Creative Commons License This article by Tom Rees was first published on Epiphenom. It is licensed under Creative Commons.

Nonreligious girls are the most athletic

When I first read of this study, I was intrigued. According to this news report (which seems to have been picked up by a few other places over the last few days), "children with no religious background tend to be the most skilful athletes".

So I contacted Andreas Krebs, the study lead, and got hold of a copy of the original report (it's available online here - in German). You probably won't be surprised to hear that the results don't exactly support the news headlines, but they're all the more interesting for that.

The study basically records the athleticism of first-grade school kids (7-8 years old) in the small Swiss city of Winterthur. The battery of tests included things like running, jumping, stretching and tapping (yeah, beats me too).

They broke down the results in a few different ways - religion is just an incidental part of the report, near the end.

The figure shows the results: boys at the top, girls at the bottom. The separate bars show the results for 4 sequential years.

The non-religious kids are in the middle. To the left are the Muslim kids, to the right are Protestants and then Catholics. The size of the bars shows the z-score - basically how far above or below average that sub-group is, relative to the group as a whole.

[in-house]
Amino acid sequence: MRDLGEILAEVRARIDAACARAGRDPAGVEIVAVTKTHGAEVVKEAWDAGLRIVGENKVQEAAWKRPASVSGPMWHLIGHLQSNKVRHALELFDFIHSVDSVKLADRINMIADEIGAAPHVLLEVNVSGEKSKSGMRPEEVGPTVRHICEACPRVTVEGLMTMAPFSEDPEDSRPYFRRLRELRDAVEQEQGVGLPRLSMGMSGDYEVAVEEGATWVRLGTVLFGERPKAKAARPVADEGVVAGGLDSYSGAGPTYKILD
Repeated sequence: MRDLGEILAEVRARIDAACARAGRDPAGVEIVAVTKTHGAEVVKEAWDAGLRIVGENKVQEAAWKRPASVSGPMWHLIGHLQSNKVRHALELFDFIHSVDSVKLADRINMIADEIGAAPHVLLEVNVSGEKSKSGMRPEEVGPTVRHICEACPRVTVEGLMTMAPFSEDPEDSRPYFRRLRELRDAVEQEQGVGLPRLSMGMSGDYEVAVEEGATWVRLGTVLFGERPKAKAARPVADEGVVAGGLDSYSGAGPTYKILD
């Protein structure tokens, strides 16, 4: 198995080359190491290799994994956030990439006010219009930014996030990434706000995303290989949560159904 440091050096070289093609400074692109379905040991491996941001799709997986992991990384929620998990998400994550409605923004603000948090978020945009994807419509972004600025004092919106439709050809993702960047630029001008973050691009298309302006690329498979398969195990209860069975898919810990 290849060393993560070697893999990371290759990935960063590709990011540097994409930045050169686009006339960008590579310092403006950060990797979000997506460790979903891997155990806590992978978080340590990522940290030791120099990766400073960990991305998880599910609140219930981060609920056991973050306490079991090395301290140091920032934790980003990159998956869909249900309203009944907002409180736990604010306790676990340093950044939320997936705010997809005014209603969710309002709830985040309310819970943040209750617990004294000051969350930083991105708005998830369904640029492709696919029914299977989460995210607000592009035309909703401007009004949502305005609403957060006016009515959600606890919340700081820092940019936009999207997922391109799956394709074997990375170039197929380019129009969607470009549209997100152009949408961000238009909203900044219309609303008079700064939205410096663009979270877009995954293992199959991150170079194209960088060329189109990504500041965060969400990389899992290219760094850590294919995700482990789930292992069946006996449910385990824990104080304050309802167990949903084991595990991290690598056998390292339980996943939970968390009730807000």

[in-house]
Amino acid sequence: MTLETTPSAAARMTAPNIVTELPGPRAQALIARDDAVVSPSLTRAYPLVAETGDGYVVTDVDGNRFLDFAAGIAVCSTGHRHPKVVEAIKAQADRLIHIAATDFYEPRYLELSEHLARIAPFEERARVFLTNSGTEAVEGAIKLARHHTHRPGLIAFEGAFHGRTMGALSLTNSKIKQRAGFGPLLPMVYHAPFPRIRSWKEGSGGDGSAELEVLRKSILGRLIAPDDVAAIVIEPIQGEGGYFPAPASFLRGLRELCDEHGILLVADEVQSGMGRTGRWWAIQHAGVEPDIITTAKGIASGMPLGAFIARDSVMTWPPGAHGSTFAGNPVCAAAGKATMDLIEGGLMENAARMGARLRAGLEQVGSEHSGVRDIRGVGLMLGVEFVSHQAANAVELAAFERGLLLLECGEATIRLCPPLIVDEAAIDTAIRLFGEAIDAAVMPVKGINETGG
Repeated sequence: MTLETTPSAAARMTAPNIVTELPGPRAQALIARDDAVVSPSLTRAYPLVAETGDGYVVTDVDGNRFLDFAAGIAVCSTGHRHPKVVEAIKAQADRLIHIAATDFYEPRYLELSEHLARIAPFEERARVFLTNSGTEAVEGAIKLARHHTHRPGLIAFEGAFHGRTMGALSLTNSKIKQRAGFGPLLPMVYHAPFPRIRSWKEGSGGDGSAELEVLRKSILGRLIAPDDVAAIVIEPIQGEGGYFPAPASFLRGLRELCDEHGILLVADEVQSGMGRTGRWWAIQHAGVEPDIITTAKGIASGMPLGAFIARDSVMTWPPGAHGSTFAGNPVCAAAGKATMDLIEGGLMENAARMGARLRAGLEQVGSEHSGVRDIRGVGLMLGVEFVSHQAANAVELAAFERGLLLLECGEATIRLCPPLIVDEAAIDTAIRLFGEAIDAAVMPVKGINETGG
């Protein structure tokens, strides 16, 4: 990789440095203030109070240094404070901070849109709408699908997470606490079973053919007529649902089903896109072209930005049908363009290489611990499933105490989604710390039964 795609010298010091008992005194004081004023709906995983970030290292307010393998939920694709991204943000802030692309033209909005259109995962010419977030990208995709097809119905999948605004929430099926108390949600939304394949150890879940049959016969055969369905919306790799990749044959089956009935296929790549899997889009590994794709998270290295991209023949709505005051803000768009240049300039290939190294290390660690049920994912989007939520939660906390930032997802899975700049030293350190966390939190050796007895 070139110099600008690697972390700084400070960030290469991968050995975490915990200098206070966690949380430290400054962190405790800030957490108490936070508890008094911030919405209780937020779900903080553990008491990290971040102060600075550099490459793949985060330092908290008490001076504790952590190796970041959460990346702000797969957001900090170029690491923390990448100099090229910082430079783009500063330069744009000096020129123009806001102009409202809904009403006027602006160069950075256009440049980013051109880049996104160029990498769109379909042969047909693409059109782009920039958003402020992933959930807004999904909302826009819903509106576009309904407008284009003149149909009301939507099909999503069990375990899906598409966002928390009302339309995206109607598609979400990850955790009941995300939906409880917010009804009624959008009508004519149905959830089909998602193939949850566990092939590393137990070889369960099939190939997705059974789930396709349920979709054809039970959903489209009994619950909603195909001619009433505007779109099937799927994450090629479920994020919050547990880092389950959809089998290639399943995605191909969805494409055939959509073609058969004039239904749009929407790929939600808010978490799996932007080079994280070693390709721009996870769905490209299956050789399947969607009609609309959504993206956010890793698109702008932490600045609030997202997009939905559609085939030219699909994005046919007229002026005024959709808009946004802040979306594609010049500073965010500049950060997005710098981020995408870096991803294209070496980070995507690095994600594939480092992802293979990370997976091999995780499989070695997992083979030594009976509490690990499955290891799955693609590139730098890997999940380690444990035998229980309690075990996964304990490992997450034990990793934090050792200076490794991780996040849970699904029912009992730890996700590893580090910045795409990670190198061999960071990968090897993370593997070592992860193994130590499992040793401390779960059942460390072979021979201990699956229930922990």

So, non-religious boys actually have average athletic ability, while non-religious girls are above average.

Why should that be? Well, I think the clue is in the particularly low scores for the Muslim girls (and other minor religions). These girls are often restricted by their culture from fully participating in sport.

Does the same apply to Christians, but to a lesser extent? If so, then that would explain the results.

It could simply be that religious parents - both Christian and Muslim, have sexist attitudes towards kids and sport. Muslims tend to discourage kids from sport, but especially girls. Christians tend to encourage kids, but especially boys.

Non-religious parents, on the other hand, seem to be not particularly sports-minded, but are completely non-sexist when it comes to encouraging their kids. As a result, their boys have only average ability, but their girls are way above average.


Creative Commons License This article by Tom Rees was first published on Epiphenom. It is licensed under Creative Commons.

Why do the religious give to charity: learning from Taiwan

It seems likely that religious people in the West give more to charity - in the narrow sense of financial donations, at least (see Atheists are generous - they just don't give to charity for more details).

But what is it about religion that has this effect? Is it that the fear of being watched makes people behave nicer. Perhaps it's that religious teachings simply encourage charity. Or maybe it's being in a religious congregation and having someone demand that you hand over cash.

One way to dig into this is to take a look at other cultures. Taiwan is a good case study, because it has a good mix of folk religion, atheists, and world religions (Buddhism and Christianity).

Hiewu Su and colleagues, from the National Dong-Hwa University in Taiwan interviewed 410 Taiwanese about their charitable and religious habits, among other things.